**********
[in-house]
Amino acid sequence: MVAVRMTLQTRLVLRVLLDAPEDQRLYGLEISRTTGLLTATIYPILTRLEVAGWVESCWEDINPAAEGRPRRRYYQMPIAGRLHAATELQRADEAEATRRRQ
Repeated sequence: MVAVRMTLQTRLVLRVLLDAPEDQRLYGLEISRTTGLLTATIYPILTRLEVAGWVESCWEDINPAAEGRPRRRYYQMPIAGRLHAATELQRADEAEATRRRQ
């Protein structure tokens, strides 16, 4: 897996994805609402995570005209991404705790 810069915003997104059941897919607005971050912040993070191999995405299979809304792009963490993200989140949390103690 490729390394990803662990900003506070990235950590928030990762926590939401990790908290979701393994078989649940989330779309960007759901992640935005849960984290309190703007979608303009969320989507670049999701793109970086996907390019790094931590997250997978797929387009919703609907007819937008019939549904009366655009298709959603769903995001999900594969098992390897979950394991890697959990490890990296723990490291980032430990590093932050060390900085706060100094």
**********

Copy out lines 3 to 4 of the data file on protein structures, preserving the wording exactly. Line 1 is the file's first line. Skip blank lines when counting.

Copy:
Repeated sequence: MVAVRMTLQTRLVLRVLLDAPEDQRLYGLEISRTTGLLTATIYPILTRLEVAGWVESCWEDINPAAEGRPRRRYYQMPIAGRLHAATELQRADEAEATRRRQ
């Protein structure tokens, strides 16, 4: 897996994805609402995570005209991404705790 810069915003997104059941897919607005971050912040993070191999995405299979809304792009963490993200989140949390103690 490729390394990803662990900003506070990235950590928030990762926590939401990790908290979701393994078989649940989330779309960007759901992640935005849960984290309190703007979608303009969320989507670049999701793109970086996907390019790094931590997250997978797929387009919703609907007819937008019939549904009366655009298709959603769903995001999900594969098992390897979950394991890697959990490890990296723990490291980032430990590093932050060390900085706060100094």